These and other objects will become apparent from a study of this specification and the drawings, which are attached hereto, made a part hereof and in which:
Figure 1 is a vertical, front elevation of the dispenser showing the dial, indicators and brand panel.
Figure 2 is a vertical sectional view taken substantially on the line 22 of Figure 1 showing the lamps positioned with respect to the dials, indicators, brand panels, etc.
Figure 3 is an enlarged view of the brand panel and its mounting structure.
Figure 4 is an end elevation of a modified form of panel.
Figure 5 is a front elevation of the panel of Figure 4.
Referring to the drawings, the numeral 1 represents, generally, the frame of the dispenser, 3 the register which has the indicator wheels 5, 7 and 9 which are used to display the dollar value of the sale, the gallons dispensed and the price per gallon. A reset crank 11 actuates a reset shaft 13 to reset the indicators to zero prior to another dispensing operation.
Fastened to the registering mechanism, on each side, are dials 15. Each dial has a rim 17 at the side and bot tom edges. Suitable openings 19 are formed in the dials through which the indicators project and are visible. A ventilating opening 21 is formed in the lower rim to permit circulation of air between the dial and the door glass 23 which is suitably mounted in each of the doors 25 of the housing.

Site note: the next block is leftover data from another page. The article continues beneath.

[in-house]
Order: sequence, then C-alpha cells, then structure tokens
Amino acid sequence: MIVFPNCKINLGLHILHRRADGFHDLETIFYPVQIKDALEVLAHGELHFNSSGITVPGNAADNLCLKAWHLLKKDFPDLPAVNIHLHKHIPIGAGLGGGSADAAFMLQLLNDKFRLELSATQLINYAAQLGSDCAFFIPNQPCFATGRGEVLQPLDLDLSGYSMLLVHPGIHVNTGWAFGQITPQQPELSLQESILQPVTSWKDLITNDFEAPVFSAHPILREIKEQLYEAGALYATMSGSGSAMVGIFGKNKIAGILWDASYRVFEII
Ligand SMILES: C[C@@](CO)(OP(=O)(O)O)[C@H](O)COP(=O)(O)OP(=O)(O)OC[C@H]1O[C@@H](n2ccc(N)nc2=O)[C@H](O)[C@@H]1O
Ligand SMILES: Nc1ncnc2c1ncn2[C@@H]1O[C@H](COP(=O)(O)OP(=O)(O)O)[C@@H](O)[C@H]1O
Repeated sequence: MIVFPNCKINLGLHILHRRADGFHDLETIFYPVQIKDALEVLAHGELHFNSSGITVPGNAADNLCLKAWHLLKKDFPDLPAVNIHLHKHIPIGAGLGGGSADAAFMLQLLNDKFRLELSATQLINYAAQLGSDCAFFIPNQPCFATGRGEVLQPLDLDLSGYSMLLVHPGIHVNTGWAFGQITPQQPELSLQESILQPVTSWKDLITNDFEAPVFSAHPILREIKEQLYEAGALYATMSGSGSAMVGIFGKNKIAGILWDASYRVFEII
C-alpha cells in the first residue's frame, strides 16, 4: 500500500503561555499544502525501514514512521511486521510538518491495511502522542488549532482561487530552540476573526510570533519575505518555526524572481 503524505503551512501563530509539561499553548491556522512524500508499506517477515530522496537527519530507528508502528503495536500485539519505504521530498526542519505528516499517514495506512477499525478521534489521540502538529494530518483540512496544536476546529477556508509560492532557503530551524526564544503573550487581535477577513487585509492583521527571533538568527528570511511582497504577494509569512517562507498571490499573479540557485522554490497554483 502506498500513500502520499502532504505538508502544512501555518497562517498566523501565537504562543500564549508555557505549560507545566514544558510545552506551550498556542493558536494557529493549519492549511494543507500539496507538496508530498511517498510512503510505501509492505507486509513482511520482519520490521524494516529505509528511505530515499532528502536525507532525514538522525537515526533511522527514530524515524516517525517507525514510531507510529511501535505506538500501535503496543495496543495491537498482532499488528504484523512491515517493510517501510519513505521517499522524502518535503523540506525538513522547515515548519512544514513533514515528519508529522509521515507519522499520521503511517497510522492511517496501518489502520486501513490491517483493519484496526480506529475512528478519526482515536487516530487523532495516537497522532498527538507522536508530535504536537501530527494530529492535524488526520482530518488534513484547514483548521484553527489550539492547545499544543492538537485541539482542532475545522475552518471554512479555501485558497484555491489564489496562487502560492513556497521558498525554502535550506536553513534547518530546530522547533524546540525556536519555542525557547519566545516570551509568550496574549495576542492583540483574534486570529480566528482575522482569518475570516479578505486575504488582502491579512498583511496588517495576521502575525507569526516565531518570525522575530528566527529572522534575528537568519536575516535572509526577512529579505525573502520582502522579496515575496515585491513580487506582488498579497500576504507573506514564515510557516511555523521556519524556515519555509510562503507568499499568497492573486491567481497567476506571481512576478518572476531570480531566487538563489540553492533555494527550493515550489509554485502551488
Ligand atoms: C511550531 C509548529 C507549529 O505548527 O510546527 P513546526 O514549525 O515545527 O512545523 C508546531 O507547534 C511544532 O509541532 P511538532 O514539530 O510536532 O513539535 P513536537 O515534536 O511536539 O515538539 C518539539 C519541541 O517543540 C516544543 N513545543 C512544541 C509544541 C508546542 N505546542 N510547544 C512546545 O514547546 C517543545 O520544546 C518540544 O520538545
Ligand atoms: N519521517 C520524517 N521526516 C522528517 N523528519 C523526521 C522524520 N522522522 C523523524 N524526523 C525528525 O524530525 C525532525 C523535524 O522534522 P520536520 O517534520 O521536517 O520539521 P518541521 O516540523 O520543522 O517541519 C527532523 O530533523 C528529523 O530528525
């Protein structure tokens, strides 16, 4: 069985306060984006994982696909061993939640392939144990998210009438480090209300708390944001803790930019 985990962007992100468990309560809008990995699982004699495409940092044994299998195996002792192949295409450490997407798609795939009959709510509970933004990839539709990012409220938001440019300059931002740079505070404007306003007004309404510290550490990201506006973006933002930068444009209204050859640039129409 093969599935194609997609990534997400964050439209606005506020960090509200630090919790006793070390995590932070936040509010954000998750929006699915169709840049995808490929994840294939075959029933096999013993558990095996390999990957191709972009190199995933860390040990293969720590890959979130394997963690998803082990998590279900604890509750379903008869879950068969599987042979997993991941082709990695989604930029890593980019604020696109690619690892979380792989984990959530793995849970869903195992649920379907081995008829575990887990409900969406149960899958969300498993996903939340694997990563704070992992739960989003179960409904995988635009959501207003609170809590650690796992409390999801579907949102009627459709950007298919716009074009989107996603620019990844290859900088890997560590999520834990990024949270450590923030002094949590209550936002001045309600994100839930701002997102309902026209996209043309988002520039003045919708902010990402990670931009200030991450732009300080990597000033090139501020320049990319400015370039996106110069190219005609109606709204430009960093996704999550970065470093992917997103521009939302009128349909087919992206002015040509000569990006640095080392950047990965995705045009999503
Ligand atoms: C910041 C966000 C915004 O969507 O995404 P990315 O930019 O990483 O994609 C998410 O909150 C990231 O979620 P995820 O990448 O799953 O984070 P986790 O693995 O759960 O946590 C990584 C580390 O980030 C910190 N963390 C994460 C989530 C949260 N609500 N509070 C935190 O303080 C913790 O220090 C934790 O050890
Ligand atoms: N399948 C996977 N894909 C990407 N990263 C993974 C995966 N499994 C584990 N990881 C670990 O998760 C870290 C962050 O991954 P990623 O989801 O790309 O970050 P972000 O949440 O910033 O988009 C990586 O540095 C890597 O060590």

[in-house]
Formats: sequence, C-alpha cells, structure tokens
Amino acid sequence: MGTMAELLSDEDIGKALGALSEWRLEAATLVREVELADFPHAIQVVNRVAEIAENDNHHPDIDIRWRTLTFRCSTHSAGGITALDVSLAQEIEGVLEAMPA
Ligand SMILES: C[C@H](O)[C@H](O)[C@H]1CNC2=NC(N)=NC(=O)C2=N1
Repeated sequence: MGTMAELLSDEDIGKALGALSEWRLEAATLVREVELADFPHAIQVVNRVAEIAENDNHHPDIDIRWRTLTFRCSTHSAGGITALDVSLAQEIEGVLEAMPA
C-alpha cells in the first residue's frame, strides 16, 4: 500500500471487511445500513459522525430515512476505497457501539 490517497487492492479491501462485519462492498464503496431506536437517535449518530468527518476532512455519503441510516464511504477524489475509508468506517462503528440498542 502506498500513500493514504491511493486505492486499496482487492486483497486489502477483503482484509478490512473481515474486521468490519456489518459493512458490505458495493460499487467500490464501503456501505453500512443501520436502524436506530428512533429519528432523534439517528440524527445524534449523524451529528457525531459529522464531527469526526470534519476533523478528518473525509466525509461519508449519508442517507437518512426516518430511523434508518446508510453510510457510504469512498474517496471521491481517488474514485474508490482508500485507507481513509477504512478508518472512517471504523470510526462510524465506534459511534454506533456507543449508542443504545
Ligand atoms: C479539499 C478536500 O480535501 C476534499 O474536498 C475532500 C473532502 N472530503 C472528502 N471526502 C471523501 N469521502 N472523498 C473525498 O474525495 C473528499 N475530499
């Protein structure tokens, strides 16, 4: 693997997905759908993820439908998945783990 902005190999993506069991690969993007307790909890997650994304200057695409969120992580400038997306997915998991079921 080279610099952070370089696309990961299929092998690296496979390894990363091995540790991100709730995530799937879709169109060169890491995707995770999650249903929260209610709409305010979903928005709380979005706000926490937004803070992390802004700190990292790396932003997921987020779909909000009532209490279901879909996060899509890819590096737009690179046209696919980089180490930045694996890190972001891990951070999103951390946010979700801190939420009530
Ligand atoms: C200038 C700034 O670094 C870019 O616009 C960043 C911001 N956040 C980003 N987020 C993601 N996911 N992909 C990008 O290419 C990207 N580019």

The dials are held in proper position on the register by screws 27.
It should be noted that the distance between the surface of the dial and the inner surface of the adjacent door glass is relatively small, being approximately 1 /8 in the actual structure. Since the filament 33 of the lamp 31 is disposed about A" from the tip of the globe which encases it and since some clearance must be allowed between the globe and the brand panel, it is obvious that the filament is actually disposed behind the plane of the dial in the prior art dispensers so that no direct illumination could reach the face of the dial and so that the only light reaching the dial was that which was reflected from the door glass and other parts of the unit.
It Was impractical to either increase the distance between the door glasses or to decrease the distance be tween dials because of the great number of parts which would have to be altered to say nothing of the tools and dies for such parts.
In order to overcome this difliculty, a concavo-convex brand or sign panel 35 is provided. The panel may take any one of a number of shapes. The preferred form utilizes a rectangular flange 37 which runs all around the panel. From the bottom and top portions of the flange, the planar walls 39 and 41 extend substantially at right angles toward each other until they merge in a radius 43. From each end flange a wall 45 extends outwardly and is joined with the walls 39 and 41 by a suitable radius. The walls 45 converge slightly outwardly. Wall 39 is preferably shorter than wall 41 (Figure 3) so that the lettering of the brand name may be as large as possible.
The flange 37 is fitted with a U-shaped gasket 47 and is held in place on an offset flange 49 of the door by a trim or molding strip 51 which is bolted to the door by suitable bolts 53.